Tuesday, 30 August 2011

Mean, Mean, Mean!

lilac treeApril is the cruellest month…breeding lilacs out of the dead land.

So wrote T S Eliot in The Waste Land.

Well he was wrong – all wrong – the cruellest month for me is August

billsAugust is the month when both motorbike & car need an MOT, the car needs to be taxed, the house insurance premium is due, the car breakdown cover needs paying, we have extra holiday expenses – and because there is no school, there is no work, and therefore no pay, for Supply Teachers like me.

And as we approach the end of the month, every year, I wonder how we will get through, and berate myself for buying frivolous things in the early summer [I didn’t buy that desk though] and I tell Bob yet again that the budget is tight, and there is no loose change for trivia.[ie gadgetry from Maplin etc]

I am not complaining – working part-time and therefore having a lower income is a ‘lifestyle choice’ for me. I want to have more time for other things and so that means less cash. It is all part of my Christian beliefs about being a good steward of my time and resources. But sometimes at this time of year I wonder if I have got the balance right.

faginThis year I have noticed even more blogs than usual referring to the recession, and making ends meet, coping with redundancy, student loans, paying off the mortgage, getting out of debt etc. There are many blogs just devoted to the topic of frugality – with titles that indicate their subject.

They frequently have such miserable names – TightWad, MiserMom, PennyPincher – those I find utterly depressing.

These ones are the same week in, week out. Typical example…

Monday – went to see Granny, walked 23 miles to save on fares. Found car tyre in skip and 50p on pavement. Brought both home.

Tuesday – spent day repairing worn out shoes with old car tyre. Granny died.

Wednesday – walked back to Granny’s place. Cleared it out, sold much of her stuff on eBay. Brought rest home in old wheelbarrow.

Thursday – No Spend Day. Stayed at home dressmaking.

Friday – Went to Granny’s funeral wearing new dress [made from old WW2 blackout curtains found in her cellar] and took bunch of  flowers [50p - reduced in Aldi - only slightly wilting]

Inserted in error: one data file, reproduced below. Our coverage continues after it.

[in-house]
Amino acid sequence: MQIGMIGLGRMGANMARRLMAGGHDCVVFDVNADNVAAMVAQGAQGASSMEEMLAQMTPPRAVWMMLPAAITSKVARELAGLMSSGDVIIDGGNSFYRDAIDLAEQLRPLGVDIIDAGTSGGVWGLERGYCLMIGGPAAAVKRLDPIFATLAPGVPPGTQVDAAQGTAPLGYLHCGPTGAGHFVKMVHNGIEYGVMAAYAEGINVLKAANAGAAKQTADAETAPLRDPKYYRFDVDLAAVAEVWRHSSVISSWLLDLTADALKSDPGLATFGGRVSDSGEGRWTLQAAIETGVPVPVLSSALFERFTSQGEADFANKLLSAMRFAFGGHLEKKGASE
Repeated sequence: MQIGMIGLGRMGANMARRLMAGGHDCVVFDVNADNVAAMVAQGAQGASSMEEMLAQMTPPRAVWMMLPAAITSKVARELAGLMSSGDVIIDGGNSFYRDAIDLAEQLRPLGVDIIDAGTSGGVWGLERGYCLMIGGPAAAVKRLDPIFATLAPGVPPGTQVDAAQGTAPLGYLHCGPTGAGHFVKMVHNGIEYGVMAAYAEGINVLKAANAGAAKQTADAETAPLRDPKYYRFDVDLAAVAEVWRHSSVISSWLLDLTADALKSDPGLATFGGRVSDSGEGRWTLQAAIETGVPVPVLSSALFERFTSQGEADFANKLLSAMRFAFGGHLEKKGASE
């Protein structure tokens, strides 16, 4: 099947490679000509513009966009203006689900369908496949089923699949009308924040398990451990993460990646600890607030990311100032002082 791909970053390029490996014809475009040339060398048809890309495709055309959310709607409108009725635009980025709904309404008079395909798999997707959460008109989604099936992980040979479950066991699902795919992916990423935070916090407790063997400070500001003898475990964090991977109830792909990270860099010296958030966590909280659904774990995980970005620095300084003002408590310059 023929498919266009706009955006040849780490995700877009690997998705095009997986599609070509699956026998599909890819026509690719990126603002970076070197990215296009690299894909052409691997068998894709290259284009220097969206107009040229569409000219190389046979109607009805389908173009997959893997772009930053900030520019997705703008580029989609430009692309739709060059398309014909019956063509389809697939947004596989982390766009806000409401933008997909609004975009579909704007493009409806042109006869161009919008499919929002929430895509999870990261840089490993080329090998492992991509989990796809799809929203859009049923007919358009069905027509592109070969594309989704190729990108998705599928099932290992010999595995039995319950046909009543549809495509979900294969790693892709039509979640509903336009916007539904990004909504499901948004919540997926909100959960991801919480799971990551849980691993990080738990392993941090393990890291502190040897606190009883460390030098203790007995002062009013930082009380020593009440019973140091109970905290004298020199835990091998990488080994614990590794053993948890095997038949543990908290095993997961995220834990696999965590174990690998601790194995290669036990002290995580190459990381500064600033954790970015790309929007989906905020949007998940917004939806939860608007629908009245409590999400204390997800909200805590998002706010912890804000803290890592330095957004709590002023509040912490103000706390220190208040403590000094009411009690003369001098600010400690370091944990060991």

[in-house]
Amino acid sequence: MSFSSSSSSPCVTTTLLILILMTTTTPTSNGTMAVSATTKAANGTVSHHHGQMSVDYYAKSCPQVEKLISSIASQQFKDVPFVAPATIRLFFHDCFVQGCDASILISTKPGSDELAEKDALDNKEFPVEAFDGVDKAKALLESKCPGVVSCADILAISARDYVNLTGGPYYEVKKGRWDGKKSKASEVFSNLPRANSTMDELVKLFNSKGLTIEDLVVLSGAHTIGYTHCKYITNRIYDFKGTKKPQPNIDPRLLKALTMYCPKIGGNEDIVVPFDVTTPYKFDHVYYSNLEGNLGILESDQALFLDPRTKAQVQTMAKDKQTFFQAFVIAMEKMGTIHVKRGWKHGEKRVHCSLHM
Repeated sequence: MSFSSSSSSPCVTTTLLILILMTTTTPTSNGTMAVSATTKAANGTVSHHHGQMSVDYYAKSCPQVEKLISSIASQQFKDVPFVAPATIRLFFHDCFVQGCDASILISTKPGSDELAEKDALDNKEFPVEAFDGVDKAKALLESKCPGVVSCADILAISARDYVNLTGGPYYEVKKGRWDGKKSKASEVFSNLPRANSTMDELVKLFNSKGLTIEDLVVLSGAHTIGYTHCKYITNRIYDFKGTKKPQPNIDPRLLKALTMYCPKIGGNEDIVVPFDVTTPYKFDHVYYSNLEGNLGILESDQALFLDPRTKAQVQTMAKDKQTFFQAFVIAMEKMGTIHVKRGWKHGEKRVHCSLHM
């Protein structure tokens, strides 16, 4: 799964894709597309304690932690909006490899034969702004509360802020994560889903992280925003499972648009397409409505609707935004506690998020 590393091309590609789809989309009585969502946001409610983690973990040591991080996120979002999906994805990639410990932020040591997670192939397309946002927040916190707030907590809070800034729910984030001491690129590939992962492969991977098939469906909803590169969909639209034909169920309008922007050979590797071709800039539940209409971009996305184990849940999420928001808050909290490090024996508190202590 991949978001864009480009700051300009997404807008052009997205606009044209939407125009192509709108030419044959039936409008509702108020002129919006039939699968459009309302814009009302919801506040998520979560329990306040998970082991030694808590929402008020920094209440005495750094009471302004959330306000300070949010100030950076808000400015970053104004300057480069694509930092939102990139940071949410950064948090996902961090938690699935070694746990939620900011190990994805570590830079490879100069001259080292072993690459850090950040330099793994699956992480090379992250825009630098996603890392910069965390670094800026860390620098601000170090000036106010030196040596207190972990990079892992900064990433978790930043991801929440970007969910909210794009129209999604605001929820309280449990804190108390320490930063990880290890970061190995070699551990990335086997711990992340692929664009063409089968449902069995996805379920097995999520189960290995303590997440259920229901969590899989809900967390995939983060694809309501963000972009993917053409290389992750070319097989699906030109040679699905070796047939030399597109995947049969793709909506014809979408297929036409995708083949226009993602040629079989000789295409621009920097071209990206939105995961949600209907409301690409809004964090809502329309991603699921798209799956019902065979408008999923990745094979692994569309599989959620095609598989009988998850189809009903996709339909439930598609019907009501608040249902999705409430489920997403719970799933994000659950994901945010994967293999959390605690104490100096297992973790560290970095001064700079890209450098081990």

Saturday – Walked up to the common, did lots of foraging – got 7lb of nettles and a punnet of blackberries.

Sunday – Made 8 gallons of nourishing soup using nettles, berries and 3 shredded telephone directories. That should see us through the winter

But many of the frugal blogs are really funny, and clever, and approach their financial woes with a positive outlook – and share their thrifting joys with us in a bright and breezy way that probably hides a lot of inner turmoil and many sleepless nights. [Scott Fitzgerald said ‘In the dark night of the soul it is always three o clock in the morning’] I enjoy those, and read them diligently -cheering when they find a bargain, laughing with them at the minor disasters along the way, commiserating with crises. One of them says “I try to live within my means” and I thought that was a good description of the frugal life.

Mean, Mean, Mean – some definitions

mean – to be tightfisted, miserly [that word has same root as mrs sew&sewmiserable!] No I don’t want to be like that – I want to be nifty and thrifty. Bright and cheery like Mrs Sew-and-Sew in WW2. And I want to reclaim the right use of the old word ‘prodigal’ – to be ‘lavishly abundant, giving freely’ – not hanging on to things for myself, but rather sharing all the abundance that is mine with others. Luke 6:38

mean- statistical term, a sort of average. No, I don’t want to averagebe ‘average’ either. I want to live the ‘life more abundant’ Jesus has promised us. Like Glen Campbell, I believe in the pot full of beans. But that doesn’t mean I expect to be  rich in financial terms. Ephesians 3

mean – to determine, to have an intention. That’s more like it! DSCF2237My intention is to use what I have been given wisely and well. To be a good thrifty woman displaying sensible husbandry [wifery?] of my resources. And find much joy in doing so.  Proverbs 31

A number of my friends are going into this autumn in what they used to call ‘straitened circumstances’ – anticipating lower incomes than this time last year. Let’s not fall into ‘recession depression’ – but rather encourage each other. So please do share some of your thrifty triumphs, and false economies* if you can – let’s have a laugh. But tell us glorious stories about how the jars of windfall plums are shining like jewels on your kitchen shelf – not how to make a Halloween costume with the grey fluff from the tumble dryer** [I kid you not – see here]